TIONS TM - transmembrane; GpAtm - TM fragment 61-98 of human protein glycophorin A, GpA6198; DPC - dodecylphosphocholine; DMPC - dimyristoylphosphatidylcholine; DHPC - dihexanoylphosphatidylcholine; RMSD - root-mean-square deviation; NOE - nuclear Overhauser effect; NOESY - nuclear Overhauser enhancement spectroscopy experiment; HSQC - heteronuclear single quantum coherence experiment INTRODUCTION Membrane proteins constitute more than 25% of the proteome [1], fulfilling some important functions; they ensure the uniqueness of the biological role of each cell membrane and determine its physicochemical properties. The most important cell processes, such as intercellular reception and communication, molecular and ion transport, membrane fusion, etc., are directly associated with the participation of membrane proteins. Interaction between the transmembrane (TM) domains of proteins that are capable of oligomerizing in the membrane is, in many cases, important for the manifestation of their activity. The so-called bitopic membrane proteins, which have a single TM a-helical segment, play the key role in numerous biological processes taking place in the human organism. The regulation of the activity of bitopic proteins in most cases is associated with homo- or hetero-dimerization in the cell membrane, with the active participation of their TM domains [2, 3]. This class of proteins comprises the majority of receptor protein kinases, immunoreceptors, and apopto-sis proteins, which play a direct part in controlling the development and homeostasis of all organism tissues, both in the normal and pathological states. In order to study the physical parameters of the interaction between the TM domains of proteins using solution NMR spectroscopy, it is necessary to place them into a medium that can mimic the cell membrane [4]. To record high-quality NMR spectra, the particles in this medium have to be relatively small, while the sample’s stability needs to permit the performance of a series of long-term experiments. Meanwhile, the choice of the composition of the membrane-like medium, in which the TM-protein complex would have a biologically significant conformation, is very important. Two classes of membrane mimetics are currently in wide use: detergent micelles with a spherical shape and phospholipid bicelles, which are believed to be disc-shaped [5]. The present work is the first comparative study in the world devoted to the investigation of the effect of various membrane-like media on the conformation of the dimerizing TM domain of bitopic protein. Glyco-phorin A, an antigen-presenting protein on the surface of human erythrocytes, has been widely used as a model object for fine-tuning experimental and theoretical procedures in the study of the spatial structure and intramolecular dynamics of the interacting TM domains of bitopic proteins. The spatial structure of the TM dimer was first determined for the GpAtm domain solubilized in micelles. However, a number of uncertainties in its structure still remain [6-8]. In order to assess the degree to which the membranelike environment influences the conformation of interacting TM a-helices, the structural and dynamic characteristics of the homodimer of the GpA61-98 TM fragment (GpAtm) were investigated in the following two media: detergent dodecylphosphocholine (DPc) micelles and lipid bicelles consisting of a mixture of dimyristoylphosphatidylcholine /dihexanoylphos-phatidylcholine (DMPc/DHPc). EXPERIMENTAL Preparation of NMR samples of the recombinant GpA6198 TM fragment (GpAtm) in membrane-like media The recombinant peptide corresponding to the fragment R61VQLAHHFSEPEITLIIFGVMAGVIGTILL-ISYGIRRL98 of human GpA (GpAtm), comprising the TM domain (underlined), was prepared following the procedure in [9, 10]. In NMR studies, detergent DPc micelles and small DMPc/DHPc bicelles with a molar ratio of lipids of 1 : 4 were used as membrane-like media. A completely deuterated detergent d38-DPc (cambridge Isotope Laboratories, Andover, MA, United States) and lipids d54-DMPc and d22-DHPc with deu-terized acyl chains synthesized in accordance with [11] were used. Dry powders of the protein and detergents, or lipids, were dissolved in a 1 : 1 (v/v) trifluoroetha-nol-water mixture and lyophilized. The dry powder was dissolved in a buffer containing deuterated sodium acetate (20 mM, pH 5.0, 5% D2O), EDTA (1 mM) and sodium azide (0.05 mM). Then, five freeze-heat cycles (to ~40°C) followed by suspension in an ultrasonic bath were performed until the solution became completely transparent. All samples were prepared based on 2 mM of mM GpAtm in 0.5 ml of a micelle or bicelle solution with a molar ratio of peptide/detergent or peptides approximately 1 : 35, providing approximately two molecules of the TM peptide per micelle/bicelle (meanwhile, taking into account the critical micelle concentration of lipids, the effective ratio between the amount of long and short lipids in a bicelle q « 0.3). In each of the two membrane-like media, three GpAtm dimer samples were prepared: using only 15N-labeled or 15N/13c-la-beled TM peptide and the 1 : 1 mixture of 15N/13c-labeled and non-labeled TM peptide (“isotopic-heterodi-mer sample”). The sizes of micelles and bicelles with embedded GpAtm, as well as its secondary structure, were controlled using optical methods, such as dynamic light scattering and circular dichroism. Dynamic light scattering experiments were performed on a DynaPro Titan instrument (Wyatt Technology corporation, United States) in a 12 |^l cell at a temperature of 30°c. The circular dichroism spectra for GpAtm embedded into micelles, bicelles, or liposomes (phospholipid bilayer) were ascertained on a J-810 spectropolarimeter (Jasco, Japan) in a 0.1 mm quartz cell at 30°c and with a peptide concentration of 1 mg/ml. The circular dichroism spectra were analyzed using cDSSTTR software [12]. In order to prepare small monolayer vesicles, a liposome-containing slurry from DMPc at a 1 : 50 peptide/ lipid ratio was treated with ultrasound in ice using an ultrasonic disintegrator with a titanium tip (VirSon-ic-600, United States) until the sample became completely transparent (approximately 10 min). NMR spectroscopy, calculation, and relaxation of the spatial structure of the dimer of a GpA6198 TM fragment solubilized in membrane-like media The NMR spectra of GpAtm solubilized in DPc micelles and DMPc/DHPc bicelles at pH 5.0 and 40°C were recorded on UNITY (Varian, Palo Alto, cA, United States) and AVANcE-III (Bruker BioSpin, Rheinstetten, Germany) spectrometers with proton operating frequencies of 600 MHz. The NMR spectra were analyzed using cARA software [13]. Assignment of the :H-, 13c-, and 15N resonances of the peptide and obtainment of the structural data were carried out using the standard procedure, employing the triple resonance experiments in [14, 15]. The data concerning the intra-molecular dynamics of the TM peptide were obtained by analyzing the 15N relaxation data: the values of the hetero-nuclear 15N{:H} NOE, longitudinal (T1) and transversal (T2) relaxation times, and the effective rotational correlation times (tr) were measured in accordance with the procedure described in [16]. The rates of exchange of amide protons for the deuterium of the solvent were estimated from the changes in signal intensities in the 1H/15N-HSQc spectral array; the spectra were sequentially collected during a 24 h period for the GpAtm samples that were preliminarily embedded into micelles and bicelles, lyophilized, and then dissolved in D2O. The spatial structure was calculated in accordance with the standard procedure in [14], utilizing cYANA 3.0 software [17] and using the method of molecular dynamics in torsion angle space and the simulated annealing algorithm. The restraints on interproton intramonomer distances were obtained from the NOE cross peak volumes in the 1H/15N-NOESY-HSQC and 1H/13C-NOESY-HSQC spectra accumulated during a mixing time t = 80 ms. Intermolecular NOE contacts at the GpAtm dimerization interface were obtained from the 3D 1H/15N/13C-F1-filtered/F3-sep-arated-NOESY-HSQC spectra (tm = 80 ms) using the “isotopic-heterodimer sample” [15]. The ranges of the dihedral angles 9, ^, and x1 of the protein backbone were estimated from the values :H, 15N, and 13C of the chemical shifts of the NH-, CaH-, and CO groups of GpAtm in TALOS software [18]. The restraints on hydrogen bonds were added after preliminary calculation of the structure based on the analysis of the data on the rates of amide protein exchange for the deuterium of the solvent and the spatial proximity of amide proteins to the oxygen atoms of the GpAtm backbone in the preliminary array of structures. The restraints introduced were as follows: on angles 140° < NHO < 180° and 130° < COH < 170° and on distances 1.9 A < d(O, HN) < 2.3 A, 3.0 A < d(O, N) < 3.4 A, 3.2 A < d(C, HN) < 3.6 A [19]. As a result, based on the upper limits on interprotonic distances (taking into account the stereospecific assignment of peptide groups) and the restraints both on the dihedral angles 9, ^, and x1 and on hydrogen bonds, we calculated the arrays consisting of 200 structures for GpAtm embedded into micelles or bicelles. Then, 20 structures with the lowest values of the penalty function were selected from these arrays in order to be used as representative ones. The energy relaxation of representative NMR structures of the GpAtm dimer was performed in the explicitly specified hydrated DPC micelles (60 molecules) or in the DMPC bilayer (512 molecules), respectively, by the molecular dynamics (MD) method using the GROMACS 3.3.1 software package [20] as was earlier described in [21]. After balancing and minimizing the energy of the system, MD trajectories with a duration of 2ns and fixed position of GpAtm dimer atoms were calculated. Next, the calculation of MD trajectories with a duration of 10ns and experimental NMR restraints on distances were performed, followed by the ones with 10ns duration, without any restraints (in order to assess the system’s stability). The CYANA 3.0, MOLMOL [22], and PYMOL [23] software programs were used to analyze and visualize the spatial structures. The hydrophobic properties of the surface of a-helices were calculated using the molecular hydrophobic potential (MHP) approach [24]. The area of contact surfaces between the a-helices was calculated using the DSSP software [25] as the differential between the surface of GpAtm residues that is accessible to the solvent in the monomeric and dimeric states, respectively. RESULTS AND DISCUSSION Spatial structure and intramolecular mobility of the GpAtm dimer The effect of the membrane-like environment on the interactions between the helices in the GpAtm homodimer was studied on the example of two media that have been frequently used in NMR spectroscopy of membrane proteins (Figs. 1a,b): spherical DPC micelles and disc-shaped DMPC/DHPC lipid bicelles (q « 0.3) [4, 5]. In order to eliminate any possible discrepancies connected with the different procedures of collection of the experimental NMR data and calculation of the spatial structure, the earlier obtained spatial structure of the GpA62 TM-fragment in DPC micelles [6] is not taken into account in this study. The circular dichroism spectra for the GpAtm fragment embedded both into DPC micelles or DMPC/ DHPC bicelles and unilamellar DMPC liposomes (phospholipid bilayer) was revealed to be almost identical and as corresponding to an a-helix content of 75 ± 8%. Parameters of the NMR relaxation of the 15N nuclei of the GpAtm backbone: 15N{:H} NOE, times T1 and T2, and calculated effective rotational correlation times (tr) of vectors 15N-H (Fig. 2) attest to the presence of the stable E70-R96 TM segment, which is flanked by flexible N- and C-terminal fragments. The overall rotational correlation time for a peptide/micelle or bicelle complex was estimated from the T1/T2 ratio at the TM region and is equal to ~13 and ~16 ns. According to the empirical dependence [26], it corresponds to the GpAtm dimer, which forms a complex with ~65 detergent molecules (~34 kDa) or ~70 lipid molecules (~43 kDa). According to the data of dynamic light scattering, both supramolecular systems have a similar hydrodynamic radius of 26 ± 4 A. In order to gather information on the interactions between GpAtm helices, we used the NMR spectrum acquired for the “isotopic-heterodimer sample” (Fig. 1c). This spectrum shows NOE cross peaks corresponding to the magnetization transfer from the protons that are bound to the 14N and 12C atoms to those bound to the 15N and 13C atoms [15]. As a result, 17 and 14 intermonomeric NOE contacts were detected in micelles and bicelles, respectively. The sets of intra- and intermonomeric NOE contacts identified in the NMR spectra demonstrated that GpAtm forms a symmetrical, in the NMR time scale, homodimer in both media; this dimer consists of two parallel helices. It should be noted that most of the differences in the systems of NOE contacts observed for GpAtm in micelles and bicelles can be explained via the changes in the chemical shifts of the signals and associated differences in the overlapping of the cross peaks. Fig. 1. a and b - Heteronuclear NMR spectrum 1H-15N HSQC of 15N-labeled GpAtm in DPC micelles and DMPC/DHPC (1/4) bicelles, respectively, with a molar peptide/protein ratio of 1:35, at 40°C and pH 5.0. The resonance assignments are shown. c - The intermolecular proton-proton NOE contacts are presented on 2D project of the 3D 15N, 13C F1-filtered/F3-edit-ed-NOESY spectrum acquired for the "isotopic-heterodimer" GpAtm sample embedded into the DPC micelles. The NOE cross peaks from the side chain hydroxyl OyH group of T87 are labeled by arrows, revealing the intramolecular hydrogen-bonding of the hydroxyl group with the carbonyl group of G83 in major conformation of the GpAtm dimer. ’H 1 Ppm 1 1H Ppm 8 7 6 5 4 3 2 2 3 4 5 6 7 8 The spatial GpAtm structures were determined with high quality and resolution (Table, Fig. 3a). The experimental NMR restraints that were used to calculate the spatial structures and the resulting atomic coordinates for the arrays of structures of the GpAtm dimer embedded into DPC micelles and DMPC/DHPC bicelles were deposited in the international RCSB data bank of spatial structures (www.rcsb.org); their IDs are 2kpe and 2kpf, respectively. The representative structures of the GpAtm dimer were subjected to energy MD relaxation in an explicitly specified DPC micelle and DMPC lipid bilayer with experimental restraints imposed on distances. This made it possible to adapt the NMR structure to the model membrane environment (Fig. 3c) and determine whether the force fields that are used in the MD calculation correspond to the experimental results. In both cases, the extension of the MD trajectory without restraints did not result in any considerable changes in the dimer structure, which indicates both its relative stability and the admissibility of the force fields used. In general, the spatial structure and intramolecular mobility of the GpA TM domain in micelles and bicelles differ to an insignificant degree: in both cases, the axes of transmembrane a-helices are located at an angle 9 that is equal to -40°, the distance d between them being approximately 6.5 A. Moreover, a comparison of the spatial structures of the dimer (Fig. 3a) shows that when passing from micelles to bicelles, a small distortion at the C-terminus of the TM-helices occurs. The periodic character of the changes in the chemical shifts of the signals of amide protons (A§HN) along the GpAtm 70 80 90 amino acid sequence when passing from micelles to bicelles also points to a small distortion at the c-ter-minus of the helices (Fig. 3b). The tendency towards variation of the average values of A§HN from negative to positive values along the TM helix points to a possible small stretching of its N-terminal fragment before the dimerization interface and compression, after the N-terminal fragment. Along with the general inclination of the GpAtm dimer with respect to the norm of the lipid DMPc bilayer, a small distortion of the c-termini of TM helices was also observed during MD-relaxation (Fig. 3c). On the contrary, no considerable distortions of TM helices in the GpAtm dimer, embedded into a DPc micelle, were detected neither in the set of calculated structures, nor during MD relaxation. Since acyl chains are shorter in DPc (formed by 12 carbon atoms) as compared with DMPc (14 carbon atoms), a longer TM helix could be expected (e.g., due to the partial transition of the a-helix into helix 3/10) in bicelles as compared with micelles. However, in the resulting set of NMR structures of the GpAtm dimer in micelles and bicelles, no difference in the length of the a-helix fragments was detected. It was only during MD relaxation in an explicitly specified micelle for the first turn of the TM helix of GpAtm that helix-coil transitions were occasionally observed (Fig. 3c). This is in agreement with the fact that micelles are more flexible structures in comparison with bicelles and are capable of adapting, to a larger extent, to the shape and size of the TM protein [27, 28]. In turn, micelles compared with bicelles can provide more freedom to conformational dynamics for the TM protein embedded into them. Indeed, during MD relaxation of GpAtm without the imposition of NMR restraints, the dimer parameters were characterized by amplitudes of random fluctuations in DPc micelles (9 46 ± 6°, d 6.3 ± 0.8 A) that were twice as large as those in the DMPc bilayer (9 42 ± 3°, d 6.4 ± 0.4 A), which points to a denser packing of the TM helices of the dimer in a lipid environment. The changes in the spatial structure of the GpAtm dimer observed by NMR in bicelles as compared with micelles, and the changes in the course of its MD relaxation in the lipid bilayer, seem to be a result of the adaptation of the dimer to the DMPc bilayer in order to prevent the so-called “hydrophobic mismatch” [29, 30]. GpAtm dimerization surface Fig. 2. 15N relaxation data for the amide groups of the GpAtm dimer embedded into detergent DPC micelles (dashed line) and lipid DMPC/DHPC bicelles (solid line): a - effective rotation correlation time rR calculated from the ratio of the 15N longitudinal T1 and transverse T2 relaxation times for the corresponding residues; b - steady-state 15N{1H} NOE values. RVQLAHHFSEPEITLIIFGVMAGVIGTILLISYGIRRL GpAtm helices embedded into a DPc micelle or DMPc/DHPc bicelle associate into a parallel dimer via the so-called tandem four-membered GG4 motif [31] G79VxxG83VxxT87, which is also known as the “glycine zipper” [32]. The motif is formed by the residues with a small side chain, which permits to obtain a tight righthanded packing of the TM helices of GpAtm that contact via their weakly polar surfaces (Figs. 4a,b) in the hydrophobic environment. Meanwhile, the alternative “seven-membered” motif LI76xxG79xxAG83xxG86xx-LL90xxY93 with left-handed packing of TM a-helices predicted earlier by molecular modelling [33] is not involved. In both media, there are eight polar intermolecular interactions of ca-H-O type at the GpAtm dimeriza-tion interface. These interactions, which can be characterized as non-canonical hydrogen bonds (with the corresponding distance d(O, H) < 3 A and angle cOH > 120° [34]), are formed between caH G79, G83, V80, and V84 and the carbonyl groups I76, G79 and V80, as well as the OyH-group of T87, respectively (Fig. 4c). Quantum chemical calculations demonstrated that the presence of interactions of this type should result in a considerable change in the chemical shifts of the proton signals of Fig. 3. a - Comparison of the 20 NMR-derived structures of the GpAtm dimer in DPC micelles (in black) and DMPC/DHPC bicelles (in red) after superposition of the backbone atoms of a-helical residues E72-I95 of both dimer subunits. The heavy atom bonds of residues (70-98)2 are shown. b - Differences of the amide chemical shifts (A§hN) of GpAtm in bicelles and micelles are shown on the right. The amide groups having local minimal and maximal values of A§hN are highlighted in blue and red, respectively, in the GpAtm dimer structure shown on the left. The A§hN value strongly depends on the length of the hydrogen bond in which the amide proton participates; thus, the local increase in A§hN reflects the shortening of the given hydrogen bond [37]. c - Ribbon diagrams of the GpAtm dimer after MD-relaxation in an explicit DPC micelle (on the left) and DMPC bilayer (on the right). Yellow balls show the phosphorus atoms of the detergent and lipid heads. Detergent and lipid tails are shown in blue. For the sake of clarity, the structures of the adjacent subunits of the dimer are colored in green and magenta. A6HN- Ppm 0.3, the caH-groups of the proteins [35]. In other words, the chemical shifts of the proton signals of caH are a very sensitive sensor determining the distances to the carbonyl groups at the dimerization interface of a-helices. The chemical shifts of protons caH G79, G83, V80, and V84 almost completely coincide in micelles and bicelles (the maximum difference is 0.05 ppm), which demonstrates a high degree of identity between the structural organizations of the GpAtm dimerization interface in both media. In other words, both the general topology and structural details of the GpAtm dimerization interface are identical in both membrane-like media. Comparison of the newly obtained GpAtm structures and those published earlier The structures obtained within the framework of our study agree well with the earlier published data on mutagenesis [31]. On the other hand, the GpAtm structure both in micelle and bicelle turned out to be close (RMSD ~ 1.1 A on the basis of coordinates of the backbone atoms of residues (72-95)2) to the earlier published structure of the GpA62 TM fragment embedded into the DPc micelle [6]. Later, the conformation of the dimer GpA70 98 TM fragment in dried lipid bilayers consisting of DMPc and palmitoyl-oleyl phosphatidylcholine (POPc) was proposed on the basis of the structural restraints obtained using the method of solid-state NMR [7, 8]. In addition to a small decrease in the angle between the axes of the TM helices to -35° and their relative ~25° rotation in the dimer, the character of the hydrogen bond that is formed by the side chain of T87 is the main distinction from the structure in a DPc micelle. Based on the proximity of the OyH group of threonine with the carboxyl group V84 of the opposite helix, Smith et al. [8] arrived at a conclusion that this bond has an intermolecular character. According to the structures of the GpAtm dimer embedded into micelles and bicelles, which was obtained in this study, the distance between the oxygen atoms of the hydroxylic and carbonyl groups of the T87 and V84 residues in neighboring monomers is equal to ~4 A. Meanwhile, in bicelles, these atoms are juxtaposed to ~3.8 A, which in fact allows this group to form the intermolecular hydrogen bond. However, the system of NOE contacts, which is observed in Structural statistics for representative ensembles of 20 NMR-derived structures of the GpAtm dimer in the DPC micelles and DMPC/DHPC bicelles NMR structure micelle bicelles PDB code 2kpe 2kpf NMR data for structure calculation Total unambiguous NOE restraints 484 520 intra-residue 234 278 inter-residue 216 214 sequential (|i-j|=1) 128 128 medium-range (1<|i-j|<4) 88 86 long-range (|i-j|>4) 0 0 inter-monomeric 34 28 Hydrogen bond restraints (upper/lower) intra-monomeric inter-monomeric 108/108 0/0 108/108 0/0 Total torsion angle restraints 156 156 backbone 9 56 56 backbone ^ 56 56 side chain x1 44 44 Structure calculation statistics CYANA target function (A2) 0.75±0.15 1.02±0.16 Restraint violations distance (>0.2 A) 0 0 distance (>0.1 A) 6 5 dihedral (>5o) 0 0 Average pairwise RMSD (A) TM a-helix (72-95)2 backbone atoms 0.39±0.17 0.42±0.13 all heavy atoms 0.94±0.18 1.07±0.15 generalized RMSD backbone atoms 0.72±0.45 all heavy atoms 1.25±0.37 backbone atoms of mean structures 1.03 Ramachandran analysis % residues (70-98), in most favored regions 92.7 90.4 in additional allowed regions 7.7 6.4 in generously allowed regions 1.4t 0.2t in disallowed regions 0.4f 0.7t Helix-helix packing helix-helix contact surface (A2) 370±20 380±20 angle 6 (deg.) between the TM helix axes -40±2 -40±2 distance d (A) between the TM helix axes 6.7±0.4 6.4±0.4 Table note: * Residues from unfolded and flexible regions. Fig. 4. a - Hydrophobic and hydrophilic (polar) surfaces of the TM helix of the GpAtm dimer colored in yellow and green according to the molecular hydrophobicity potential (MHP). The second dimer subunit is presented in red. b -Hydrophobicity map for the GpAtm helix surface with contour isolines encircling hydrophobic regions with high values of MHP. Details about map construction are described in [21]. The GpAtm helix packing interface is indicated by a red-point area covering the tetrad repeat GG4-like motif G79VxxG83VxxT87 employed upon GpAtm self-association in the DPC micelles and DMPC/DHPC bicelles. The potential dimerization heptad repeat motif LI76xxG79xxAG83xxG86xxL-L90xxY93 inherent to left-hand helix-helix interactions is marked by a dashed line. c - Central part of the dimerization interface of GpAtm. The intramonomeric and noncanonical Ca-H--O intermonomeric hydrogen bonds are shown in gray and black, respectively. the NOESY spectra recorded both in bicelles and micelles (Fig. 1c), unequivocally attests to the fact that in the major conformation of GpAtm, the OyH group of T87 forms an intramolecular bond with the carbonyl group G83 (juxtaposed to ~2 A) (Fig. 4c). Nevertheless, non-symmetric short-live states with the intermo-lecular hydrogen bond between the OyH groups of T87 (with rotation of the angle x1 of the side chain T87 from the gauche(+) into gauche(-) position) were detected in both cases during MD relaxation. A similar effect was detected in other studies devoted to simulating the dimerization of the GpA TM domain [33, 36]. CONCLUSIONS A comparative study of the spatial structure and dynamics in two membrane-like media of different types has been carried out for the first time for specifically interacting TM helices. This significant methodological moment allows one to arrive at the conclusion that in the case of the GpA TM domain, the general topology of the dimer, determined by the specific character of the helix-helix interaction, is independent of the selection of the membrane-like medium; only the local structures of TM helices are to a certain extent sensitive to this factor. On the other hand, it is known that the disc-shape and lipid composition of bicelles brings them closer to a natural lipid membrane in terms of physical properties, which results in a decrease in both the conformational fluctuations of helices and the fluctuations of the parameters characterizing their relative arrangement (angle 9 and distance d between the helices). In turn, other conditions being equal, this should enhance the stability of the spatial structure of the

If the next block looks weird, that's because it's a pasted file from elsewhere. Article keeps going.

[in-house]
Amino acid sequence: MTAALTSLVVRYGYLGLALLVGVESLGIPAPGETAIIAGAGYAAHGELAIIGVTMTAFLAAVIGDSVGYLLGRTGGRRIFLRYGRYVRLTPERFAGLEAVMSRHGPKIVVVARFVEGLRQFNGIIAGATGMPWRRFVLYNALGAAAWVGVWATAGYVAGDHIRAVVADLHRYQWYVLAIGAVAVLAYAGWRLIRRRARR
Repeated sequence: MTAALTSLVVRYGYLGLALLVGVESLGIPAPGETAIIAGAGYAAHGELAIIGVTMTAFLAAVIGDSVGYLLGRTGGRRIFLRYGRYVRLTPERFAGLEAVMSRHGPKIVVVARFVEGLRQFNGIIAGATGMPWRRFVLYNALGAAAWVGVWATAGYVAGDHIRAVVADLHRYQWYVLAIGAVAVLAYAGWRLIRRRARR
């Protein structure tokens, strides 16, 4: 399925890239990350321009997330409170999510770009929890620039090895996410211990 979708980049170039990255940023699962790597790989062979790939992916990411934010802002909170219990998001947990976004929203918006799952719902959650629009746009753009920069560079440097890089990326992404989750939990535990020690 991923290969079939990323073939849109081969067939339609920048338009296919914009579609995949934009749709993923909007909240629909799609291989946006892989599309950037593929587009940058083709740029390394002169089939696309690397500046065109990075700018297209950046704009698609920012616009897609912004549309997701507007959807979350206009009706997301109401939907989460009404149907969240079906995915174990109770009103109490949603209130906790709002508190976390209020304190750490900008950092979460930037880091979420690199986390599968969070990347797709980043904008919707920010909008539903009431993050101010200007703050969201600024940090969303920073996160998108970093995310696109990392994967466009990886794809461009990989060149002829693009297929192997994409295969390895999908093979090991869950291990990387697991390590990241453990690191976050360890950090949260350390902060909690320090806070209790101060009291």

K S Mineev